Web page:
"I already know what it's like to be homeless, hungry, and abused," said Carmen Williams, 22, weeping Wednesday as she spoke at a breakfast meeting of educators and business people at Community College of Philadelphia.

Now Williams, a single mother and college student, is learning what it's like to be a success, en route to a promotion to shift manager at Starbucks.

"Take your time, honey, take your time," murmured someone in the group, as an academic meeting suddenly turned achingly personal.

"I'm really happy to be in a room with people who want to invest in young people, who can see our potential," she said.

In a way, Williams can stand as a model for what is possible for young people, 18 to 24, who are unconnected to school or work when their peers are building futures.

In two unrelated meetings Wednesday, one at the college, the other at the Federal Reserve Bank of Philadelphia, educators, employers, and work development professionals discussed what it takes to bring disconnected people such as Williams into the workforce.

On a big-picture level, it takes the ability to show young people a career path, so that someone such as Williams can see the opportunities after entry-level jobs.

It also takes patience, a willingness to go beyond job training, and an understanding of challenges that these young people, euphemistically labeled "opportunity youth," face.

"We don't want to be the stereotype," Williams said. "We want more, but we don't know how to get it."

In Philadelphia, there are 43,000 potential Carmen Williamses, or one in four of all young people age 18 to 24. Nationally, it's about one in five in that age group, or nearly five million, based on work by Drexel University labor economist Paul Harrington.

At both gatherings, the goal was to encourage employers to be involved.

The longer meeting, at the Philadelphia Federal Reserve, focused on apprenticeships, combining several years of classroom learning with paid on-the-job training.

Ideally, programs would provide an industry-recognized certification and/or a link to a community college education. They would be preceded by pre-apprentice programs at the high school level to hone math and reading skills.

"There is a business case for apprenticeships," said Mark Edwards, chief executive of Philadelphia Works, a local agency that funnels government workforce dollars into training and job search help for the unemployed.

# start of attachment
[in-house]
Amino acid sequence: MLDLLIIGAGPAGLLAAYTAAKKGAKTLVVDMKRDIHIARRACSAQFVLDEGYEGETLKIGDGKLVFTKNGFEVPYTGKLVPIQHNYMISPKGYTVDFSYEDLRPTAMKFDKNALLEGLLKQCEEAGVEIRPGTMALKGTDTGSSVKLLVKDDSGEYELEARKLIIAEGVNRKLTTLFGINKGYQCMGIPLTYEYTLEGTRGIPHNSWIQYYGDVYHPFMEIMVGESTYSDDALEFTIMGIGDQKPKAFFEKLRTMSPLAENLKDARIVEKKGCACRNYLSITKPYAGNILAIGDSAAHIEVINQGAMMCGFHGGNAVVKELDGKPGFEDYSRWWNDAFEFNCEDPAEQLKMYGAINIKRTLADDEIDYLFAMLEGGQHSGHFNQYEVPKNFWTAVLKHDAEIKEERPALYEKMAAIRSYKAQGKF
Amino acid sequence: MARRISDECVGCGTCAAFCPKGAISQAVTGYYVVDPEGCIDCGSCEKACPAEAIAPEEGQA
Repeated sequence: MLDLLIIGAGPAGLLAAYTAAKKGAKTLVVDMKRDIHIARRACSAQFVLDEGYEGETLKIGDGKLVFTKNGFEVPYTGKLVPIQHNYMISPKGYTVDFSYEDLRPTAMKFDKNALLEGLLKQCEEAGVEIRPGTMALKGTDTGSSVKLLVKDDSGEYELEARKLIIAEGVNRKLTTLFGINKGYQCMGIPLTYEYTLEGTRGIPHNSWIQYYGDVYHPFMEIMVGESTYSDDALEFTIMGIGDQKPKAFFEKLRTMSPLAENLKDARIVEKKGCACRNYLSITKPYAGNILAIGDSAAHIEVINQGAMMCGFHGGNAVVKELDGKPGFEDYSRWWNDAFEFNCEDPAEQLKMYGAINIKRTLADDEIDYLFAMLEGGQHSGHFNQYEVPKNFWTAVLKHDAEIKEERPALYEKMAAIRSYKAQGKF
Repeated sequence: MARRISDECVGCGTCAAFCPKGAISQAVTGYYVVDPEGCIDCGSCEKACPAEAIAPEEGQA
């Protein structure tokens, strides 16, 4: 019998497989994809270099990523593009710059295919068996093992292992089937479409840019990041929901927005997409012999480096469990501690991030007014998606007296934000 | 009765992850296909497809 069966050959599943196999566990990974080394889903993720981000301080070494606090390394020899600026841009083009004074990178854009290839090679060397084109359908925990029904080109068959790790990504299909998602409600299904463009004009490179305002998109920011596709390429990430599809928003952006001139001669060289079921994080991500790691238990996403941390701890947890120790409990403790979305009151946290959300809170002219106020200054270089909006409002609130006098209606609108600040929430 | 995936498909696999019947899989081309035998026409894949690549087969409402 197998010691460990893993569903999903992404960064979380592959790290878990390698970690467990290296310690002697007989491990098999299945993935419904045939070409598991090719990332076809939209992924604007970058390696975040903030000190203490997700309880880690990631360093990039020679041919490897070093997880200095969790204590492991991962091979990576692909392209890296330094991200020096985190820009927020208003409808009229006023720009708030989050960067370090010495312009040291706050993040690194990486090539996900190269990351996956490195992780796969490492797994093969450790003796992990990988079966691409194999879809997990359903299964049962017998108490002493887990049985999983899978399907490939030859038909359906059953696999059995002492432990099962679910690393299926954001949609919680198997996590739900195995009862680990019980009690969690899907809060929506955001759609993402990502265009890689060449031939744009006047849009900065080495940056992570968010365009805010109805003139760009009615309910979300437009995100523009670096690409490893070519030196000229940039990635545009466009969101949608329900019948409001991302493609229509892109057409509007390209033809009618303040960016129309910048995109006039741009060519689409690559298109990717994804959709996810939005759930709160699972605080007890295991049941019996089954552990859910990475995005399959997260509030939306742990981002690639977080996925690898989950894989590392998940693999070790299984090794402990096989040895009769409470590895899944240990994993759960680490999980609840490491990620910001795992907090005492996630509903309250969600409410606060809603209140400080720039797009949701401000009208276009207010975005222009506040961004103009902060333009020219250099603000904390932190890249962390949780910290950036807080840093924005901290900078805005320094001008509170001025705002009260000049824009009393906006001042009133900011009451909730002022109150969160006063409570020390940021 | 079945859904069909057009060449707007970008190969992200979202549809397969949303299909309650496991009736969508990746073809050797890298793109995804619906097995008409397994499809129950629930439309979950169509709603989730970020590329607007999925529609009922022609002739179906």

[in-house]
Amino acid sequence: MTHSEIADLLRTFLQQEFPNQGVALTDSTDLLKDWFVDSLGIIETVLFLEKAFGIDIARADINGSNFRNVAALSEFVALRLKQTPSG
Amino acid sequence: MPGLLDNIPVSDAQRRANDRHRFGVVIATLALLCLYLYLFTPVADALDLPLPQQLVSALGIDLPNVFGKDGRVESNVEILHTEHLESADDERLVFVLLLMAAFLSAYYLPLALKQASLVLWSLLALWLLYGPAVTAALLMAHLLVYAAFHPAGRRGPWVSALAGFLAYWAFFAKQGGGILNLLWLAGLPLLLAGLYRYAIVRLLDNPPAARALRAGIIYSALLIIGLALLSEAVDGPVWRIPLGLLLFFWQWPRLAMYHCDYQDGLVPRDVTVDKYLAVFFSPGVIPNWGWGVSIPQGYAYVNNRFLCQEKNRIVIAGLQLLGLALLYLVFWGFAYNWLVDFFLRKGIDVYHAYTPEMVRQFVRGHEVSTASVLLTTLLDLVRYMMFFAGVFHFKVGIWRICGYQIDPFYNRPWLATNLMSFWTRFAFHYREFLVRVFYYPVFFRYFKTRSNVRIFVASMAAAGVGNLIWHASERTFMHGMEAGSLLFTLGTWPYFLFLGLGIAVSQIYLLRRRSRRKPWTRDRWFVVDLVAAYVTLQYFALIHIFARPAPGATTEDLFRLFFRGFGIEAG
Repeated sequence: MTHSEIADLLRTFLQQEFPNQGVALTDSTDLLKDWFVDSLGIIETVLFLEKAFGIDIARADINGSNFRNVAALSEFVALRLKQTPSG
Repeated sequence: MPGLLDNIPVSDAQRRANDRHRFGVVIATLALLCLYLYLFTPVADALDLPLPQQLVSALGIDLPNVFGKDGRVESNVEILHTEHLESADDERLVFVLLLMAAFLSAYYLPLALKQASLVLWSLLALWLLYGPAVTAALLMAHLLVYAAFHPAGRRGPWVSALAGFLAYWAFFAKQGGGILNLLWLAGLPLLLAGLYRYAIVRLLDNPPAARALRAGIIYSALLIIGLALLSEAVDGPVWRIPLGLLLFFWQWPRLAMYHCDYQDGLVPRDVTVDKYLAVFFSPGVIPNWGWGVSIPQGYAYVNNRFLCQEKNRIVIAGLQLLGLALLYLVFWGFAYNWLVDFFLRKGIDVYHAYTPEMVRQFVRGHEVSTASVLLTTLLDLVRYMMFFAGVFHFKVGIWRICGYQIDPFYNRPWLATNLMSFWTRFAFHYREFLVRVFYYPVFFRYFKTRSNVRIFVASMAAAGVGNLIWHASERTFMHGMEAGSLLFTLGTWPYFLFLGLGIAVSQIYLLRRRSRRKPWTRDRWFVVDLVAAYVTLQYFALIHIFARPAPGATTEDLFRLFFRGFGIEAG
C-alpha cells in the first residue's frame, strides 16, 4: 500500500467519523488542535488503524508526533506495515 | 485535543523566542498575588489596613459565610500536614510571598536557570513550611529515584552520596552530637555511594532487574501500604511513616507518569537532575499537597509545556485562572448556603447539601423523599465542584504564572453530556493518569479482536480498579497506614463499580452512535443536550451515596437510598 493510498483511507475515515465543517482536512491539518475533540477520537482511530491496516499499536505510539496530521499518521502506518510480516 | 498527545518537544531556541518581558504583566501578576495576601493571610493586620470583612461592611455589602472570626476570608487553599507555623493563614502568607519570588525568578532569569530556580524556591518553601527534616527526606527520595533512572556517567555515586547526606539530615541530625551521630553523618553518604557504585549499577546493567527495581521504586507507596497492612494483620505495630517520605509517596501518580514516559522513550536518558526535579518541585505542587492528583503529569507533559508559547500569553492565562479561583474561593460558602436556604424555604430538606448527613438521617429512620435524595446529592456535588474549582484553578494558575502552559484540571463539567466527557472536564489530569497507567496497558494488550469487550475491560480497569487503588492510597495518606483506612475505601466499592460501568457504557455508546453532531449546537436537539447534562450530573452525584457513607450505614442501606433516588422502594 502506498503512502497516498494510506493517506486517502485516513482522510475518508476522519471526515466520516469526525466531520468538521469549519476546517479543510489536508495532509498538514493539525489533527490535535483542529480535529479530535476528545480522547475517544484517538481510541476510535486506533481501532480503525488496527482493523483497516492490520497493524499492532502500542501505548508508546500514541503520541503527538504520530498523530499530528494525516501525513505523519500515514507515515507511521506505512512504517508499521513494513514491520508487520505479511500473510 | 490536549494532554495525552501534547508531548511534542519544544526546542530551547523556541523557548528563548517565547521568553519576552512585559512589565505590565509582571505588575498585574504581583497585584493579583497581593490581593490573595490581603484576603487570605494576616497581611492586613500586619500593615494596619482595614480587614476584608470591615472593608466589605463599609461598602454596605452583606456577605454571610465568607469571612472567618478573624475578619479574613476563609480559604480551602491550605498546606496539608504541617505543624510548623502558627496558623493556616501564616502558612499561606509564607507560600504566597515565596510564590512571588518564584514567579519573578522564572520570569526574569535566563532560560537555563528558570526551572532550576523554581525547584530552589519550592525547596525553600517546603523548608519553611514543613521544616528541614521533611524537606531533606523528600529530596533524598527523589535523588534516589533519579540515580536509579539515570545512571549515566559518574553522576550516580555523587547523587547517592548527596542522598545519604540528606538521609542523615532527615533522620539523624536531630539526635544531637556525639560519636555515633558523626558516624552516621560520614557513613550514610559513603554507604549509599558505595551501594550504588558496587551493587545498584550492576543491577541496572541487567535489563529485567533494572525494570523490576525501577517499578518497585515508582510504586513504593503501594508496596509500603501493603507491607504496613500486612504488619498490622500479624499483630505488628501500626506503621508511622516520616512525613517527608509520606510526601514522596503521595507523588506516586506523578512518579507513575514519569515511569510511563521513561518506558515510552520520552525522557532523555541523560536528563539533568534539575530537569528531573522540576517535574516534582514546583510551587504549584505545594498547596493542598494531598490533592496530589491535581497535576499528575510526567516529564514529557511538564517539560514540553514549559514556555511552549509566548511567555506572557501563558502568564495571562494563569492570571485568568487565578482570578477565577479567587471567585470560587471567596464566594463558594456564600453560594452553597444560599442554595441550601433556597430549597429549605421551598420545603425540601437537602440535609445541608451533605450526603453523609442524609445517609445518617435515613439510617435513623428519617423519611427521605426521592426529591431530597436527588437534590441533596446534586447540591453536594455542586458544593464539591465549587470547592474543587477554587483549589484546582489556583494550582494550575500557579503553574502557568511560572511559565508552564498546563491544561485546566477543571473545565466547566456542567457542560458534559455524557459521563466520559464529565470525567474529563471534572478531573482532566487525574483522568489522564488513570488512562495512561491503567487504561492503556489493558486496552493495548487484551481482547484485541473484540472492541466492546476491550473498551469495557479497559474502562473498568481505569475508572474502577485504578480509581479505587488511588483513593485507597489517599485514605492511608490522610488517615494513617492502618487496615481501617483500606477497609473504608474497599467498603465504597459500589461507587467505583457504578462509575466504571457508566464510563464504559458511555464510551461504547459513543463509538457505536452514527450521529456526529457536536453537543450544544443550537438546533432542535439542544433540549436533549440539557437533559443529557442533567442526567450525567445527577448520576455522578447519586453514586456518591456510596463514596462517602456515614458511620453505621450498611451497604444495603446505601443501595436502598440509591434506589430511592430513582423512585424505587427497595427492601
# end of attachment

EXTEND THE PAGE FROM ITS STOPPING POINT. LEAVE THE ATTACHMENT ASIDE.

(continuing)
"It's not just community service work or being a good corporate citizen," he said at the Federal Reserve gathering.

Employers can pay lower wages while the apprentices gain skills. Companies create a pipeline to fill vacancies while reducing turnover and building loyalty, he said.

Still, there are challenges, employers said, during breaks in both programs.

James Clark, training coordinator at Philly Shipyard Inc., said half of the young applicants who took a screening test in basic math skills failed.

"I can teach welding," he said, "but I can't teach math and reading."

What excited him about Wednesday's session at the Federal Reserve was learning about South Carolina's state tax credit of $1,000 a year, per apprentice. Clark said a tax credit would help Philly Shipyard offset the $300,000 it pays each year for college credits for the 55 young people enrolled in its apprenticeship program.

Shannon Phillips, regional director of Starbucks, said that "you have to have the right leadership in place who are willing to take on the extra challenges." Training mentors is key, she said.

Sometimes it's basic, said Jeff Brown, owner of several area ShopRite supermarkets.

Why were the young employees so blase about being late? he wondered. Then, one young employee asked him why it mattered. If he was late clocking in, ShopRite didn't have to pay him, so what was the harm?

Brown saw the logic. But it taught him that he had to explain business fundamentals, how stores need a certain number of workers on duty to help customers and how one employee's lateness could keep another from leaving on time to pick up a child or get to a meeting.

Brown said he takes a chance on young people who have been incarcerated.

"Some of them have real business skills that they learned selling drugs," he said. "If you sell anything, you learn salesmanship, client relations, math. You have to count right. A lot of them we send into management more quickly because of their business savvy."